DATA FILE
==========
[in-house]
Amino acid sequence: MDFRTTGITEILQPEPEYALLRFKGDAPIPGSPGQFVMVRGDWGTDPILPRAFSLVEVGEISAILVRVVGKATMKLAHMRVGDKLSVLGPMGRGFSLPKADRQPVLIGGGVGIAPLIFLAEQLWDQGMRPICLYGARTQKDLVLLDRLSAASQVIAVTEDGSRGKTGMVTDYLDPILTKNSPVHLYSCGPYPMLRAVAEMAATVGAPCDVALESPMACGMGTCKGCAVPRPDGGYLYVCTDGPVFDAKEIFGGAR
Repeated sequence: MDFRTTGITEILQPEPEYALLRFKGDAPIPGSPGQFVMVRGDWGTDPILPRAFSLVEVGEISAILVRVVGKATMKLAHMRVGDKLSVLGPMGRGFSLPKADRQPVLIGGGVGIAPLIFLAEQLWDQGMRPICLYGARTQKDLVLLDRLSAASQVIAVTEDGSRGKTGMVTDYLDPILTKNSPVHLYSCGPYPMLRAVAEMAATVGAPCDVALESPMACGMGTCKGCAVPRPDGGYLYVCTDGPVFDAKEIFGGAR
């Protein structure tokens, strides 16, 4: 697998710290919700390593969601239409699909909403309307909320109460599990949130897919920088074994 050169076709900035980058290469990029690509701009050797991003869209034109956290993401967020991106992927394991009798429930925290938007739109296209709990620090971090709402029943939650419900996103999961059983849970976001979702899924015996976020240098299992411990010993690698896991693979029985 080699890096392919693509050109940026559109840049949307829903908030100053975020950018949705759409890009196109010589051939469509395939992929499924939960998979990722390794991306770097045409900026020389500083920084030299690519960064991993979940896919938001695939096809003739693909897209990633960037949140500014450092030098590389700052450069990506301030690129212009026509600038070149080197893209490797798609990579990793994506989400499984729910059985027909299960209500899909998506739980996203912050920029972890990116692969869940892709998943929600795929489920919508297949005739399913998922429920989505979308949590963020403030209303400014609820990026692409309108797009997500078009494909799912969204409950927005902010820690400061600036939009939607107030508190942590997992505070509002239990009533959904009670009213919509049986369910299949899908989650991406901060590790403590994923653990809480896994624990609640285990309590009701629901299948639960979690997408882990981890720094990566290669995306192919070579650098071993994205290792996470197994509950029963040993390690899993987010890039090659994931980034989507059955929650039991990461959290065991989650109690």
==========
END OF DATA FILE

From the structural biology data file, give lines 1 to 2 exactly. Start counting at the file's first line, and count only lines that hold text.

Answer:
[in-house]
Amino acid sequence: MDFRTTGITEILQPEPEYALLRFKGDAPIPGSPGQFVMVRGDWGTDPILPRAFSLVEVGEISAILVRVVGKATMKLAHMRVGDKLSVLGPMGRGFSLPKADRQPVLIGGGVGIAPLIFLAEQLWDQGMRPICLYGARTQKDLVLLDRLSAASQVIAVTEDGSRGKTGMVTDYLDPILTKNSPVHLYSCGPYPMLRAVAEMAATVGAPCDVALESPMACGMGTCKGCAVPRPDGGYLYVCTDGPVFDAKEIFGGAR